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Red Sox Notebook

Daniel Bard in control pitching batting practice

Daniel Bard is now back in the bullpen and has been throwing well since arriving in camp.

Chris O’Meara/AP

Daniel Bard is now back in the bullpen and has been throwing well since arriving in camp.

FORT MYERS, Fla. — In his previous spring trainings, few would have taken notice of Daniel Bard throwing live batting practice for the first time. But on Saturday, when the righthander took the mound on Field 3, a large crowd gathered.

Manager John Farrell was watching, as were several members of the baseball operations staff, general manager Ben Cherington among them. Television cameras were on hand, too.

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Once a premier relief pitcher, Bard became a starter last season and quickly regressed. His velocity fell off sharply and then his control vanished. So alarming were the results that he was sent to Triple A Pawtucket for three months.

Bard is now back in the bullpen and has been throwing well since arriving in camp. On Saturday, with minor leaguers Jeremy Hazelbaker and Jonathan Diaz at the plate, Bard needed a few pitches before he started to consistently throw strikes with some zip. It was a productive session, another step.

“Felt good,” Bard said. “Just trying to work the kinks out. Once I settled in, I felt fine.

“The focus was just being in the strike zone as much as possible, trying to be down with everything. The second half I was pretty pleased with. I felt like I accomplished most of those goals.”

The Red Sox have told Bard not to make every trip to the mound a trial.

“One of the things we’ve talked to Daniel about is let’s not make this a story every day,” Cherington said. “He’s a healthy pitcher getting ready for the season. Understand what happened last year, that he’s of interest. But there’s a lot of other guys like him just trying to get ready for the season and he’s back in a role that should be comfortable for him. I think he feels like every day feels a little better.”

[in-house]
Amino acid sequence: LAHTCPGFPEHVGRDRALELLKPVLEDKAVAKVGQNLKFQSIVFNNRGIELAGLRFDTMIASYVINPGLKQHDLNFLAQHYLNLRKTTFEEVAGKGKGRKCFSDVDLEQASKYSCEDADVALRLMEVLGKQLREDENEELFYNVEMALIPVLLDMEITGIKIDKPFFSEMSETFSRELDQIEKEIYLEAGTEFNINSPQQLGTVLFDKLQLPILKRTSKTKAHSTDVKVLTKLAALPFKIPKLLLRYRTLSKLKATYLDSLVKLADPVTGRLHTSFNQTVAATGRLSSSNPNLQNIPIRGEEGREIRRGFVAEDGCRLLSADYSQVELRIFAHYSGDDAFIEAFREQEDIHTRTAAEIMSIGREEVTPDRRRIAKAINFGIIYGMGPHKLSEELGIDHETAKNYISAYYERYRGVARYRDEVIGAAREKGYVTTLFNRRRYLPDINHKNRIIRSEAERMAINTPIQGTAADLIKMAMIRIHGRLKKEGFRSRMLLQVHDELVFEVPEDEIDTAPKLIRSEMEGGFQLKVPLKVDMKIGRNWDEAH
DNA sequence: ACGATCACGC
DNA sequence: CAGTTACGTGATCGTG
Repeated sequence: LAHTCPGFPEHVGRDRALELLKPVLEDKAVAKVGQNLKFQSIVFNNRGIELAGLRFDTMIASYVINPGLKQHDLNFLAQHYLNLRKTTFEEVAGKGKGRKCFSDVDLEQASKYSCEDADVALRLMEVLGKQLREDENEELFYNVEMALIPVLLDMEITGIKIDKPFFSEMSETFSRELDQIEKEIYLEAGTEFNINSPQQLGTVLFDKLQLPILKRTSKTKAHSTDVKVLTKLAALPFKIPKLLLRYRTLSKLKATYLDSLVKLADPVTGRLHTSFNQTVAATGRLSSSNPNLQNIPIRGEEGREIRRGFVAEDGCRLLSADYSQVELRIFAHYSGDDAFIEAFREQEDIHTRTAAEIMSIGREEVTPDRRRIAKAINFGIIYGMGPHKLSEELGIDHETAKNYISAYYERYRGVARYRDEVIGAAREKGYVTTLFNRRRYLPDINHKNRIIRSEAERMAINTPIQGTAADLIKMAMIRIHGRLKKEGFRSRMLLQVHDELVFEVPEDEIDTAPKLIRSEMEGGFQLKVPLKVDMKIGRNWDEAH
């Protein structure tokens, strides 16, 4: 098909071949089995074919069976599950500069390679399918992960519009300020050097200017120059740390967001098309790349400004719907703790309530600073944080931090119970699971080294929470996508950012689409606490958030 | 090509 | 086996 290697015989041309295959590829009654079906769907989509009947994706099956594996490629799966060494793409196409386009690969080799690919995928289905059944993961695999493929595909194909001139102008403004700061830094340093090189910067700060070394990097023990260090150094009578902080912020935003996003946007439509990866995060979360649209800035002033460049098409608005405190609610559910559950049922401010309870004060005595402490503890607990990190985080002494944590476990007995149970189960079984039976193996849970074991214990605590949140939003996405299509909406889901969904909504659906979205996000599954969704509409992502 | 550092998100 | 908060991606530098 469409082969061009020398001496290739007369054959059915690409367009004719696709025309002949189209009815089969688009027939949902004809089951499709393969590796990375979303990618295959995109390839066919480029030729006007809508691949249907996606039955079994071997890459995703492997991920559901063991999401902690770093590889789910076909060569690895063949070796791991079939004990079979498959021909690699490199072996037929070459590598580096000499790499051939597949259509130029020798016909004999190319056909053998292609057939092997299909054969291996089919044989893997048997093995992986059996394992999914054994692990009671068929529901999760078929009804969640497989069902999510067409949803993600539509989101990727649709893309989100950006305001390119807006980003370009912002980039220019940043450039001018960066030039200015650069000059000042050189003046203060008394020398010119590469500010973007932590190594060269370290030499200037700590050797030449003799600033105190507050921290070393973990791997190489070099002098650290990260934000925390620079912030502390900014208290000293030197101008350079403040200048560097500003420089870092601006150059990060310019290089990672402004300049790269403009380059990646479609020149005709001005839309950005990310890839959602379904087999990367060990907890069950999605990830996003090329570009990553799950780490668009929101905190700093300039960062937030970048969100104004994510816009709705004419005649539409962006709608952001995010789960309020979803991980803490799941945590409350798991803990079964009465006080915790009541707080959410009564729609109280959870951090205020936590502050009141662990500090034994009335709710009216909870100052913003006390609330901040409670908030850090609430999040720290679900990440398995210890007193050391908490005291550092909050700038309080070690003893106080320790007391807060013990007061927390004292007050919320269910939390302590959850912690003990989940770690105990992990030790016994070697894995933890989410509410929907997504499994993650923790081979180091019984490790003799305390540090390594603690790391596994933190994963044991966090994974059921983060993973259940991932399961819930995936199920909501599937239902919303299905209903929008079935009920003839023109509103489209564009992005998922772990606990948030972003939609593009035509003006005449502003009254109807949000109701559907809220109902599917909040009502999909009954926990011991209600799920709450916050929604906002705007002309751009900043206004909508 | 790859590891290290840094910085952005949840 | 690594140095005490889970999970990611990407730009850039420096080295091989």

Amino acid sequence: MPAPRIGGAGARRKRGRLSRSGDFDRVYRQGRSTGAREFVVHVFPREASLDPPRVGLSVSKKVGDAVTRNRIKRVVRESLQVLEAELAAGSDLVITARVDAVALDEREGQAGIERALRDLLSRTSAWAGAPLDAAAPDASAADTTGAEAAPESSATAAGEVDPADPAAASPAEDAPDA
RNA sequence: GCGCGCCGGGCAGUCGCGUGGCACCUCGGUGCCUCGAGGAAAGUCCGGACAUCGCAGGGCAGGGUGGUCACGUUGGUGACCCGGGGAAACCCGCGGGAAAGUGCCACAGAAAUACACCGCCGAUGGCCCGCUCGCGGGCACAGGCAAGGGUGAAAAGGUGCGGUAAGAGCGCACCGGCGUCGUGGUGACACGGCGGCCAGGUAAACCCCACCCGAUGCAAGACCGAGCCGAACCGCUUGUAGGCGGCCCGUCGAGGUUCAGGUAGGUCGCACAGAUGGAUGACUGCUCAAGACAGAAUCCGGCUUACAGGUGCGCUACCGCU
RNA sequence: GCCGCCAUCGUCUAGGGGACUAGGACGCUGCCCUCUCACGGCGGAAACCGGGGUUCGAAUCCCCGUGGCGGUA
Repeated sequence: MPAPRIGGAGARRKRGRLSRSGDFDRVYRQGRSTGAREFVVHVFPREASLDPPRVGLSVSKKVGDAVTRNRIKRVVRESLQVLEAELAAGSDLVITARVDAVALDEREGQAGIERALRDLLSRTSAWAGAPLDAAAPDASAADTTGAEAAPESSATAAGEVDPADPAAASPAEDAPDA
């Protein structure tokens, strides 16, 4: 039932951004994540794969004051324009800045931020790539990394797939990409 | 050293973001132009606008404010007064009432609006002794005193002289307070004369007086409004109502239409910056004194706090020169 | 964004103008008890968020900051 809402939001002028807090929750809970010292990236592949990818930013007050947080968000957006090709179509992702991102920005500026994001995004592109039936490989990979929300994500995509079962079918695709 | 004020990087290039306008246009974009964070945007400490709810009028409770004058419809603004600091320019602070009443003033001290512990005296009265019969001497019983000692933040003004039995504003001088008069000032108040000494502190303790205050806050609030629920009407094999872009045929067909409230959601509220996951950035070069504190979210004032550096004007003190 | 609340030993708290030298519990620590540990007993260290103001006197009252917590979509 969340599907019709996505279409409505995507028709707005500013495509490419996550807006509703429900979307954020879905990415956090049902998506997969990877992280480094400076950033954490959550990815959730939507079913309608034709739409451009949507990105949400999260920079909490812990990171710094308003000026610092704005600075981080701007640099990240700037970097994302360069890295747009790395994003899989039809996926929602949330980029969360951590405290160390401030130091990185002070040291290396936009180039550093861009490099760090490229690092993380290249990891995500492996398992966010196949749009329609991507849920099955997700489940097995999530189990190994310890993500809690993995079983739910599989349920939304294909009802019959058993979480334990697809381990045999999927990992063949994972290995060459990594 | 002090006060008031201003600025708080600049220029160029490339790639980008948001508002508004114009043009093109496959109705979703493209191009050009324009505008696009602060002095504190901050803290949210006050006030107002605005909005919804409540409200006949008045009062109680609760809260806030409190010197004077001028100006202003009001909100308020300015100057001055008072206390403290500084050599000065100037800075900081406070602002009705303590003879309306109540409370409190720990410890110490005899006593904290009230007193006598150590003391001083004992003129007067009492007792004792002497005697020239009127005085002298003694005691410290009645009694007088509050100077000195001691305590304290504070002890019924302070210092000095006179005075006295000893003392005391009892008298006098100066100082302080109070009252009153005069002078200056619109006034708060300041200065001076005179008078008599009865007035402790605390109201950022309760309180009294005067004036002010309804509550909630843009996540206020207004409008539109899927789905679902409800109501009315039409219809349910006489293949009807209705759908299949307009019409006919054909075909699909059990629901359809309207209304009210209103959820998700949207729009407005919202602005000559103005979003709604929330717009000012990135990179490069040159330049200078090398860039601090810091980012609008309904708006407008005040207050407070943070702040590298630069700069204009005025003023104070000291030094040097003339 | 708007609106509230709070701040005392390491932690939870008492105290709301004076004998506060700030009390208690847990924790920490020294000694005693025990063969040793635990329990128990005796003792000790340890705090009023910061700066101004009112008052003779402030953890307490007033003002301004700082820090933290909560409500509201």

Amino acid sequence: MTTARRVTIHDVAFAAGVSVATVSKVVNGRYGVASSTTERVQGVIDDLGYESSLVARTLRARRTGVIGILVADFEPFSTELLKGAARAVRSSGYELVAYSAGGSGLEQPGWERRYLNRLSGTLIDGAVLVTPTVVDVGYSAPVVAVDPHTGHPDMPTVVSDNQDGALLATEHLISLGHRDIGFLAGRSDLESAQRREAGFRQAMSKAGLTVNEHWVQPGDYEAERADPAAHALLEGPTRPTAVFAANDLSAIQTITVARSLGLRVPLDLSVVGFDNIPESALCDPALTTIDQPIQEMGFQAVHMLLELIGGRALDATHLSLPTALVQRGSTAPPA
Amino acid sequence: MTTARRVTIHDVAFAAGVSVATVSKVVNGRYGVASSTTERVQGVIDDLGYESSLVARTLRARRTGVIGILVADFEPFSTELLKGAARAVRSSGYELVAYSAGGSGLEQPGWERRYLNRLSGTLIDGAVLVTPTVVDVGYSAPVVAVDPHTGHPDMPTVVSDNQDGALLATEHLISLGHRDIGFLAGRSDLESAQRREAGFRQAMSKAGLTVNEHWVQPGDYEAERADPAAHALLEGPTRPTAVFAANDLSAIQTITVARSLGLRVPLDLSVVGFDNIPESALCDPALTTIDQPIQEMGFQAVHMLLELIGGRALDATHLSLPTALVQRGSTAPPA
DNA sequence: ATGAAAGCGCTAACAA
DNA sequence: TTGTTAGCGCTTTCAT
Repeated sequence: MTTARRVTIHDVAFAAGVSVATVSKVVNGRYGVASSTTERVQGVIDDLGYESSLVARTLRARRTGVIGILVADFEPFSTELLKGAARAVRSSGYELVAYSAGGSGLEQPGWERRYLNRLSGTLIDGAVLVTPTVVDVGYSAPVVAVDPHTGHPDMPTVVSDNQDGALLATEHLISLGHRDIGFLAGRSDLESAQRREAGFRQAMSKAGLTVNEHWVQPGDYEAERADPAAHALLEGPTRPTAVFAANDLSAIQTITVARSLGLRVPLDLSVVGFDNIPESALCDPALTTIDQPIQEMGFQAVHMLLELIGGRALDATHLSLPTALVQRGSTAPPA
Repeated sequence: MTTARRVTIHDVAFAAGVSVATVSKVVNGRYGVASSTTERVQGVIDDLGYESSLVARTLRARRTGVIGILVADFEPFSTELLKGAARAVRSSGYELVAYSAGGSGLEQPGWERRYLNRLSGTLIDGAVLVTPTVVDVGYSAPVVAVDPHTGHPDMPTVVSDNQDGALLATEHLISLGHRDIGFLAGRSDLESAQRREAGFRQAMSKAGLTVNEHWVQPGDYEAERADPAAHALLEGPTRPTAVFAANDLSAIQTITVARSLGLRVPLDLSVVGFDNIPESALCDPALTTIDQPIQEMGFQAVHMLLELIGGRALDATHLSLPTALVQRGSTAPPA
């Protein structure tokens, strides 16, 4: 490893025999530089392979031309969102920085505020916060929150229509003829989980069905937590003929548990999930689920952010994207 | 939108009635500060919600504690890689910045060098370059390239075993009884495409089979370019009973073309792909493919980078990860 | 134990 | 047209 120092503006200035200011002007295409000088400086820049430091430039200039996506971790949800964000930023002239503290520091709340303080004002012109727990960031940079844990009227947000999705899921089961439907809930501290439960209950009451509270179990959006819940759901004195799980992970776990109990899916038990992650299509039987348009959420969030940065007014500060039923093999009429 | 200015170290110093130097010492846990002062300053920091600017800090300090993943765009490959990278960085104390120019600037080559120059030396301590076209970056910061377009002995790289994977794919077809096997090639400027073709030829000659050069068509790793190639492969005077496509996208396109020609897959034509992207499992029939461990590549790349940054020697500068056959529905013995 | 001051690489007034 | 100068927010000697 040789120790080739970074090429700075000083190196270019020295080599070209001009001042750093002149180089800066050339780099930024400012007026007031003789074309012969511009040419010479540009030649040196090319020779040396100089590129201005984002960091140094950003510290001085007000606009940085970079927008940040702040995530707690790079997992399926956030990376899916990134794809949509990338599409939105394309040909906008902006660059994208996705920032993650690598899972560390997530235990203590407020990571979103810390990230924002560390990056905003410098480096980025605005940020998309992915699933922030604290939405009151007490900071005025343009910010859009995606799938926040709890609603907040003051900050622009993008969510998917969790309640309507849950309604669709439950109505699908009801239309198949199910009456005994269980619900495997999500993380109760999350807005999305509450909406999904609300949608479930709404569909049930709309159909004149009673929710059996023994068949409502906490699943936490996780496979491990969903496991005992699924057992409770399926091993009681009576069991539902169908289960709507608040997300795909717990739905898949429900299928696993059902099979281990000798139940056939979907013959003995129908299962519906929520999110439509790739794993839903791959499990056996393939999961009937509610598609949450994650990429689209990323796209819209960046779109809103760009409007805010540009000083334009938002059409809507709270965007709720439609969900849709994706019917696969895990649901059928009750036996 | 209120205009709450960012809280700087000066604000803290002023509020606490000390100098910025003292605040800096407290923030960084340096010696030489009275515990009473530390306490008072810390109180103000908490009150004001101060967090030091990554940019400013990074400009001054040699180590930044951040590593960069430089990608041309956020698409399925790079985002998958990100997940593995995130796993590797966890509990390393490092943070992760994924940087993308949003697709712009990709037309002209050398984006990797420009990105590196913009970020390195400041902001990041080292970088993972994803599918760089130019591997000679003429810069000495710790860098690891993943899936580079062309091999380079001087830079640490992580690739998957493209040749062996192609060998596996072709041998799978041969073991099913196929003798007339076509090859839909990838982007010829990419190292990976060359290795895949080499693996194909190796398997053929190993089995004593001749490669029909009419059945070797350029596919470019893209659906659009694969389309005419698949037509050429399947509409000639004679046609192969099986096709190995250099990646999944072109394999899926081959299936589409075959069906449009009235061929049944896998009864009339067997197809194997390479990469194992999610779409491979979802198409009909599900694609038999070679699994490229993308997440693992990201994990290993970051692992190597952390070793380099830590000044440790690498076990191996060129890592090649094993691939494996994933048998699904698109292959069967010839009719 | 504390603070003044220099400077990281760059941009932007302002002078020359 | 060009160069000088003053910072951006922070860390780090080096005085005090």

Farrell downplayed the importance of the session.

“Just getting consistent with his timing,” he said. “He had a good feel for his secondary pitches. Again, it’s just BP. I don’t want to overanalyze it too much.”

Ellsbury focused

Cherington was asked whether the pending free agency of center fielder Jacoby Ellsbury could become a distraction

“I really don’t see it as a distraction at all,” said the GM. “He’s a very routine-oriented and regimented player who takes care of himself, has always done that. Obviously talented, knows what he needs to do to get ready for a season. And he’s got a lot to play for.

“He’s missed time in two of the last three seasons because of traumatic on-field injuries. You can’t fault him for that. Obviously, we know how good he was when he was healthy in 2011. I just think he’s really excited to feel good, motivated to play this year. I don’t think he’s distracted at all.”

No deal for Reinold

The Red Sox fired physical therapist Mike Reinold after last season, but were considering keeping him on as a consultant. Ultimately, that did not happen.

“There’s no current agreement,” Cherington said. “It’s something that we talked about. We’ll see if that makes sense.”

Reinold’s ouster was one of many changes the Sox have made in their medical staff since the end of the 2011 season.

“We really had a two-year process of reorganizing the medical staff,” said Cherington. “This offseason was Year 2 of two years. It was all done with the intent of putting not just the most talented group together, but a group that would work together seamlessly and put the players first and earn the players’ trust and develop credibility with the players.”

Message sent

Cherington on lefthander Felix Doubront, who reported to camp a little overweight: “It’s important for a starting pitcher to do what they have to do to give themselves a chance to take the ball 30 times. Felix knows that. It’s something we’ve talked to him over time about, not just this spring but over the years. He understands that. When he’s with us and we’ve asked him to do stuff, he always does it and does it with high intensity.” Cherington said Doubront has time to get himself prepared before the season . . . The Sox plan to start the season with 12 pitchers, believing an extra reliever is not needed. That will make sorting out the bullpen a little more difficult. “I think if we’re healthy as spring progresses and guys are doing what they’re capable of doing, we’ll have hopefully some good decisions to have to make at the end of the spring,” said Cherington. “If that’s the case and we have some good, tough decisions, then great.”

Peter Abraham can be reached at pabraham@globe.com.
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